A crack­ing idea! Aard­man staff get 75% stake to keep cre­ativ­ity British

The Guardian - - NEWS - Sarah But­ler

The own­ers of Aard­man An­i­ma­tions, the stu­dio be­hind Wal­lace & Gromit, Shaun the Sheep and Morph, are hand­ing over a 75% stake to its 140 em­ploy­ees to pro­tect the Bris­tol-based com­pany’s in­de­pen­dence.

Peter Lord and David Sprox­ton, who founded Bri­tain’s big­gest an­i­ma­tion pro­duc­tion com­pany when still at school, are set for a multi-mil­lion pound pay­out as part of the deal, un­der which they will to­gether con­tinue to own a quar­ter of Aard­man Hold­ings, the com­pany’s par­ent group.

The pair now over­see an in­ter­na­tional group re­spon­si­ble for an­i­mated fea­ture films such as The Curse of the Were-Rab­bit and this year’s Early Man, video games and ad­verts for com­pa­nies from DFS to Chevron.

Yes­ter­day the com­pany brought out its first ma­jor con­sole game, 11:11: Mem­o­ries Re­told, which fol­lows two char­ac­ters on op­pos­ing sides of the first world war. Shaun the Sheep Movie: Far­maged­don is out next year.

It also makes mil­lions from mer­chan­dis­ing and li­cens­ing the rights to its char­ac­ters. Aard­man Hold­ings is ex­pected to make sales of £30m this year and prof­its of about £2.5m, sim­i­lar to last year, boosted by in­come from sell­ing the rights to Shaun the Sheep, who now ap­pears on theme parks in Ja­pan and Swe­den.

Sprox­ton and Lord said the em­ployee own­er­ship scheme was be­ing funded out of the com­pany’s cash re­serve, which stood at £18m in De­cem­ber, ac­cord­ing to ac­counts filed at Com­pa­nies House.

Sprox­ton said: “We are balanc­ing what we are com­fort­able tak­ing out and what doesn’t stress the com­pany out. We have been think­ing about this a long time and built up con­sid­er­able cash re­serves so we could do this with­out bor­row­ing any money.”

Em­ploy­ees will own their ma­jor­ity stake in the busi­ness via a trust, sim­i­lar to the way the John Lewis Part­ner­ship is or­gan­ised. The 140 em­ploy­ees and 180 free­lancers cur­rently work­ing for Aard­man will also con­tinue to re­ceive a share of prof­its. Any­one who has worked for the com­pany for at least three months of any fi­nan­cial year is en­ti­tled to a bonus.

Staff will have an in­put into the run­ning of Aard­man via a work­ers’ coun­cil, while a se­nior team will sit on a board of di­rec­tors that will lead the busi­ness and de­cide on the staff bonus.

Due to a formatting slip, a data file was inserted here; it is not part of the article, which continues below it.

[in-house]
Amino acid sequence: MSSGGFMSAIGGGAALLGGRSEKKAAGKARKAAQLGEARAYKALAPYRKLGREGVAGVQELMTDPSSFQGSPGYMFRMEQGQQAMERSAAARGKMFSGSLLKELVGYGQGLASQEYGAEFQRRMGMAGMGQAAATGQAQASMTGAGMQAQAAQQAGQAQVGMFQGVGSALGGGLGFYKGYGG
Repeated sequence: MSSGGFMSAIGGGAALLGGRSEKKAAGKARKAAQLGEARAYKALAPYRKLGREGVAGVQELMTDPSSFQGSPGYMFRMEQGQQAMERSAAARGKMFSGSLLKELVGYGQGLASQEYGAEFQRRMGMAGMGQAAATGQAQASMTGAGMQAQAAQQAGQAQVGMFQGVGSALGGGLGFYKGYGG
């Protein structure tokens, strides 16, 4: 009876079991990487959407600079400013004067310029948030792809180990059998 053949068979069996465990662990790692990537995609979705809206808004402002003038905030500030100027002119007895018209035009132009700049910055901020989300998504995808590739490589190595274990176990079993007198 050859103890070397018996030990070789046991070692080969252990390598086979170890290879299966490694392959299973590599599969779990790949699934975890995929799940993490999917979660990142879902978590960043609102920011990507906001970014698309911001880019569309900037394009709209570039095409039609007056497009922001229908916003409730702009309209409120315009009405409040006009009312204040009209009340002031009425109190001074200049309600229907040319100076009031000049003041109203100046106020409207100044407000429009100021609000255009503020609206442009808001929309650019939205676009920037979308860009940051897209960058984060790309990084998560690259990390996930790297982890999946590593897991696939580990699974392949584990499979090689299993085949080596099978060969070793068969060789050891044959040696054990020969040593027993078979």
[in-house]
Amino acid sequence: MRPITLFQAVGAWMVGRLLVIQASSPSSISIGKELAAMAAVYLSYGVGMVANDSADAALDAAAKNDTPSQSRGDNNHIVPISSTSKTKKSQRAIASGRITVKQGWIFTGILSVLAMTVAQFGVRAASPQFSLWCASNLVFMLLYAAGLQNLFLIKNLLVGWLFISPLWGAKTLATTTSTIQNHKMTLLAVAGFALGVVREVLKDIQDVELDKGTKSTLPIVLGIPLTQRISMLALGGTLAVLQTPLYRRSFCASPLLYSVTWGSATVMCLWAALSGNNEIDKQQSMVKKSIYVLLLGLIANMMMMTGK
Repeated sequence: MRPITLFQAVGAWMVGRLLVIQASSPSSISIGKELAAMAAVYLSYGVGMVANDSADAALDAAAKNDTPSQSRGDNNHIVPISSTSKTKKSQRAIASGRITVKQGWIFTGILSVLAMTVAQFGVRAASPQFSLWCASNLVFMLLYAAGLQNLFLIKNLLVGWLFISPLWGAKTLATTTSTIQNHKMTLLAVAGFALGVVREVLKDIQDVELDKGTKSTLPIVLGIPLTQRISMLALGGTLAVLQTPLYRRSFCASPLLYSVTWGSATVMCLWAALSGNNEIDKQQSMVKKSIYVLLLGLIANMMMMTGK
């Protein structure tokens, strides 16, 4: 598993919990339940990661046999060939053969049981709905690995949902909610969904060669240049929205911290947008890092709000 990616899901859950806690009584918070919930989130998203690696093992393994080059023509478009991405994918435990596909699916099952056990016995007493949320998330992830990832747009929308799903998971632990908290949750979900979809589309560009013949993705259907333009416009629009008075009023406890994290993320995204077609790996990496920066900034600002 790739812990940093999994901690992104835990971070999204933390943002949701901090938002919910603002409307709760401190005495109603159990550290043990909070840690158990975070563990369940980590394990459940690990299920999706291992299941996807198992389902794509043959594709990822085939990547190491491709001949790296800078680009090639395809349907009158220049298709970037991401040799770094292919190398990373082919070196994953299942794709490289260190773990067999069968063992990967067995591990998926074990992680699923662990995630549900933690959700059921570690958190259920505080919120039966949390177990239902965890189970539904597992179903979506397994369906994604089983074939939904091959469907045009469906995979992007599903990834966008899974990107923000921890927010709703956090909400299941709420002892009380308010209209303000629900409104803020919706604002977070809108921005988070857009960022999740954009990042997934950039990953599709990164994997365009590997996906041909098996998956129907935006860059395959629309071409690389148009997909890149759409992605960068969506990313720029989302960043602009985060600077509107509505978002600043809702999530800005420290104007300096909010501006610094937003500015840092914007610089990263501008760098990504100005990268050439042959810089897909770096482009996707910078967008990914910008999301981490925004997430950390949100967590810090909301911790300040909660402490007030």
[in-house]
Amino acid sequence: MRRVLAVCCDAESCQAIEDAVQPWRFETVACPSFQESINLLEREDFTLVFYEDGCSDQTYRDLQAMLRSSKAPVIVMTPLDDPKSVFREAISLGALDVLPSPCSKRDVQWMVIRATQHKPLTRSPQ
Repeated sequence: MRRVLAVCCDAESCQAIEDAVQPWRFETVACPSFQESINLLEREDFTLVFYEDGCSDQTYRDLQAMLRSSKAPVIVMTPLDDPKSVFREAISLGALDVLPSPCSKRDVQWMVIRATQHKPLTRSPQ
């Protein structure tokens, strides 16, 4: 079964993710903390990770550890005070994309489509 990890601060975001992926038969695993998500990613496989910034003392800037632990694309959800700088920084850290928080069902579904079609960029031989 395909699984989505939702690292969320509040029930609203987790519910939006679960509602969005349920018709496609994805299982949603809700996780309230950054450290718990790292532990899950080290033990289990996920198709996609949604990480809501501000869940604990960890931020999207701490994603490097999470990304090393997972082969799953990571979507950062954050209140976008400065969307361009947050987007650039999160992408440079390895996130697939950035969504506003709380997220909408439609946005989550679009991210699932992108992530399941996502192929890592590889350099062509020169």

The com­pany is aim­ing to ap­point a re­place­ment for Sprox­ton, who acts as man­ag­ing di­rec­tor, over the next year, af­ter which he will step back to be­come a con­sul­tant to the busi­ness. Lord will re­main in his role as creative di­rec­tor for up to five years.

“We are do­ing this be­cause we love the com­pany,” said Lord. “We al­ways be­lieved that in­de­pen­dence was our strong suit. We didn’t have to dance to any­body else’s tune and could make our own de­ci­sions.”

Sprox­ton and Lord made their first an­i­ma­tions af­ter meet­ing at Wok­ing Gram­mar School, us­ing cutouts from mag­a­zines and a clock­work cam­era owned by Sprox­ton’s fa­ther, a BBC pro­ducer and keen am­a­teur pho­tog­ra­pher.

They sold their first clips to the BBC’s Vi­sion On chil­dren’s pro­gramme while in sixth form, and con­tin­ued to treat an­i­ma­tion as a sum­mer job while at uni­ver­sity, cre­at­ing the hand-drawn Aard­man char­ac­ter that gave the com­pany its name in 1972.

Wal­lace & Gromit cre­ator Nick Park joined Aard­man in 1985. He met Sprox­ton and Lord while at the Na­tional Film and Tele­vi­sion School, where he was work­ing on his stu­dent film, Wal­lace and Gromit’s first ad­ven­ture, A Grand Day Out. Park will re­tain a key role in the com­pany, sit­ting on a new ex­ec­u­tive board. He will also con­tinue to re­ceive div­i­dends and roy­alty fees re­lated to his cre­ations.

Sprox­ton and Lord hope that em­ployee own­er­ship of Aard­man will en­cour­age the whole team to come up with more creative ideas and ways of work­ing now they have a stake in the com­pany’s fu­ture.

It is also in­tended to put less strain on the busi­ness fi­nan­cially than a man­age­ment buy-out backed by debt or sale to a ma­jor stu­dio might have done. “In an age of un­cer­tainty there is a sense of se­cu­rity as [our staff] know their job is safe as long as they come up with ideas,” Sprox­ton said.

“If we sold Aard­man [to a big stu­dio] it would just be­come an as­set on the bal­ance sheet to be traded. They could say, let’s turn it all over to CGI and shoot it in Sin­ga­pore.”

Sprox­ton and Lord be­lieve em­ployee own­er­ship and the com­pany’s var­ied slate of work will pro­tect Aard­man in the fu­ture when Brexit could make the UK film in­dus­try more vul­ner­a­ble than ever to US im­ports.

Lord said: “Our de­sire is to pro­duce British an­i­mated films. The world au­di­ence have got Amer­i­can films com­ing out of their ears.”

PHO­TO­GRAPH: JAMES FISHER/AARD­MAN

On the set of Shaun the Sheep, who has be­come a star in Ja­panese and Swedish theme parks

▲ Peter Lord (left) and David Sprox­ton want Aard­man to stay in­de­pen­dent

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